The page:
Wednesday, January 30, 2013

SEINFELD - Season 9, Episode 15 - The Wizard

“The Wizard”

First Script Read: January 24, 1998
Filmed: January 28, 1998
Aired: February 26, 1998
Nielsen rating: 20.7
Audience share: 31
Directed: Andy Ackerman
Writer: Steve Lookner (This is his only Seinfeld script.)

In contrast to the previous episode, "The Strongbox," "The Wizard" feels more like a Mature Period Seinfeld script. To a large extent this is because it returns to classic Seinfeld themes: aging parents, lying, relationships, and social dynamics. For the final time, the series delves into the oddities of retirement community living in Florida. It also follows George as he spins a web of lies that ultimately collapses on him. And it examines the perceptions of interracial dating.

Outside of George's attempts in "The Diplomat's Club" to find black friends and demonstrate to his black boss that he is not racist, this episode delves as far into American race relations as Seinfeld would go. Elaine introduces Darryl, her new boyfriend (Puddy's answering machine is broken), to George and Jerry. After Darryl leaves, Elaine asks her friends what they think about her new boyfriend. Jerry thinks Darryl looks black, and Elaine realizes she's not sure what race Darryl is. The conversation is utterly harmless...except for the weight that centuries of oppression bring to any conversation about race in the late 20th century. The three characters feel this weight and it bothers them:

ELAINE: Well, what do you think?
JERRY: What? About you dating a black guy? What's the big deal?
ELAINE: What black guy?
JERRY: Darryl. He's black, isn't he?
ELAINE: He is?
GEORGE: No, he isn't.
JERRY: Isn't he Elaine?
ELAINE: You think?
GEORGE: I thought he looked Irish.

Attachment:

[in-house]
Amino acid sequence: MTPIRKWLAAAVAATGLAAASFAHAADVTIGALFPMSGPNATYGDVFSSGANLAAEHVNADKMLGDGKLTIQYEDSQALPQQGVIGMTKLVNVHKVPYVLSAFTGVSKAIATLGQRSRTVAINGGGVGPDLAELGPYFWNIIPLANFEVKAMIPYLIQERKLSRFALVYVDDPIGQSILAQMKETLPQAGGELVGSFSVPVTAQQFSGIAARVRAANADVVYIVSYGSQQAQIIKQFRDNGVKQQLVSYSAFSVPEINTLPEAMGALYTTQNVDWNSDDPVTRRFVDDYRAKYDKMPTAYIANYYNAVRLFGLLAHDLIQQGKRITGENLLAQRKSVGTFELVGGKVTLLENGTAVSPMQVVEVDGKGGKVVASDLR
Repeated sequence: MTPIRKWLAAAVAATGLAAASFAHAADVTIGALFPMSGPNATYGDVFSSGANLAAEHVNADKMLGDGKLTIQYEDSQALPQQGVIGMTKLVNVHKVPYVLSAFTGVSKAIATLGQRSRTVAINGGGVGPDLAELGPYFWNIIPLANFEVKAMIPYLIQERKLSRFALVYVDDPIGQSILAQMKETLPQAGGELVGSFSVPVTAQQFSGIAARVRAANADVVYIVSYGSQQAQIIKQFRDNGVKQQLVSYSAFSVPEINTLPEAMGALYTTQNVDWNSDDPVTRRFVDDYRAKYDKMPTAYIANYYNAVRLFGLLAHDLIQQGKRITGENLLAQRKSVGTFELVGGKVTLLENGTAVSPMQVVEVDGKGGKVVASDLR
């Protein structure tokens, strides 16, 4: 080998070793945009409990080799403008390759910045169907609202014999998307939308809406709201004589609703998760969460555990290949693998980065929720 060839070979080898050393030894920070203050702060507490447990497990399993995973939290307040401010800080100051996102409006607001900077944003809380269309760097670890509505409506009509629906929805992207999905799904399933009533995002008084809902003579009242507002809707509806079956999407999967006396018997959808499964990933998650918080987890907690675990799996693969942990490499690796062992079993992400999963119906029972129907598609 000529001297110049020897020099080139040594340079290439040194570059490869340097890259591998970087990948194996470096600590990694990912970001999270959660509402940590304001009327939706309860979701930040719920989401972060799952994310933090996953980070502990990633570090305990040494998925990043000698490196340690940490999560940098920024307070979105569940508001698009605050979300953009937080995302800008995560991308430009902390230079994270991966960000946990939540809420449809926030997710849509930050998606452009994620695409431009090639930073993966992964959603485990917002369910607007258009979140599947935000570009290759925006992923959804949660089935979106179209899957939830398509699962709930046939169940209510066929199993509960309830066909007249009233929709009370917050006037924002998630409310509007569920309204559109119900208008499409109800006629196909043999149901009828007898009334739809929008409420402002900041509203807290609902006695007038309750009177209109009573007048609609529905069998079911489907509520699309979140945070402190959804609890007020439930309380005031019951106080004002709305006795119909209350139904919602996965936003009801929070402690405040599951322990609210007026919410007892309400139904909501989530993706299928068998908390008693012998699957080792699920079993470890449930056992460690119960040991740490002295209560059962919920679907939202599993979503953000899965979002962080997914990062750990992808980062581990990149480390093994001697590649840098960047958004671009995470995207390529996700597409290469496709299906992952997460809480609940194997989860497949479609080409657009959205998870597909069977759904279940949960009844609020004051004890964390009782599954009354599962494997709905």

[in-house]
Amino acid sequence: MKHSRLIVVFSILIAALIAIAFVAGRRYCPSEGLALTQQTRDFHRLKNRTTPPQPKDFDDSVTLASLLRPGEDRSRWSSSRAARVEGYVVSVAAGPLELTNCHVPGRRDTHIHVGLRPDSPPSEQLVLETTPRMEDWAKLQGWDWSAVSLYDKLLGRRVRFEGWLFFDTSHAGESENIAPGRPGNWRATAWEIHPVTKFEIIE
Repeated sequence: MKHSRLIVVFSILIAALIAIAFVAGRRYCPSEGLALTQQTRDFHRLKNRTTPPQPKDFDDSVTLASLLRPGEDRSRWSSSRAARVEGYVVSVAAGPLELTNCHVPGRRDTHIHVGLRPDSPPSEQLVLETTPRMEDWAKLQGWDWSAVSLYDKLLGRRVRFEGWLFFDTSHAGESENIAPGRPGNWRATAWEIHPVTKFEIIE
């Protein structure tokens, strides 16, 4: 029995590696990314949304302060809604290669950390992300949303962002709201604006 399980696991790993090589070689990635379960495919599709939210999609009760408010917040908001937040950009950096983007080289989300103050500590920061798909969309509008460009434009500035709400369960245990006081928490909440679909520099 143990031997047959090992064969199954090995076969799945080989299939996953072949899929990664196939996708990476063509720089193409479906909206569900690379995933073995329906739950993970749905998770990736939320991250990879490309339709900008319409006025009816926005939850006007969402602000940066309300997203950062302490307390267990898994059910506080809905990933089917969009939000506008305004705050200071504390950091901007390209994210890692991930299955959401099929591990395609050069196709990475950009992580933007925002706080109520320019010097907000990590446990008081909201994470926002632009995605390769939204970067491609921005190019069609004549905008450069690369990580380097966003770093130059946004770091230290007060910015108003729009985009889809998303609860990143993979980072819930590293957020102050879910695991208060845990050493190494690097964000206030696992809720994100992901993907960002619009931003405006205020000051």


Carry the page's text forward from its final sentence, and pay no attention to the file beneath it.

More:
JERRY: What's his last name?
ELAINE: Nelson.
GEORGE: That's not Irish.
JERRY: I think he's black.
GEORGE: Should we be talking about this?
ELAINE: I think it's OK.
GEORGE: No, it isn't.
JERRY: Why not?
GEORGE: Well, it would be OK if Darryl was here.
JERRY: If he's black.
ELAINE: Is he black?
JERRY: Does it matter?
ELAINE: No, course not. I mean, I'd just like to know.
JERRY: Oh, so you need to know?
ELAINE: No, I don't need to know. I just think it would be nice if I knew.

At that moment their waitress, a dark-skinned person, comes over and asks if she should take their bill. The trio hurriedly reach into their pockets to give her a generous tip. Elaine spends most of the episode trying to get to the bottom of Darryl's race. Finally, Darryl refers to them as an interracial couple. Elaine is delighted. However, as she later discovers, Darryl incorrectly thinks she is Hispanic. It's not true. "So, we're just a couple of white people?" Darryl sighs. The two are very disappointed.

In her book White Guilt, Shelby Steele describes white guilt as self-congratulatory behavior intended to prove the white person's innocence of racism. That seems to pretty much sum up Elaine's and Darryls' behavior here. They both are excited at the possibility of being an interracial couple solely because of what being in an interracial relationship says about who they are. 

In a way, it's a more extreme version of George's efforts to find a black friend. As noted in my post on "The Diplomat's Club," that episode was a tongue in cheek response to critics of the show who accused Seinfeld of not having enough black characters. This episode further demonstrates that the number of black characters on Seinfeld is appropriate given the characters and the community they inhabit. When they do interact with black characters, its clear none of them are racists. They're jut a bunch of white people.

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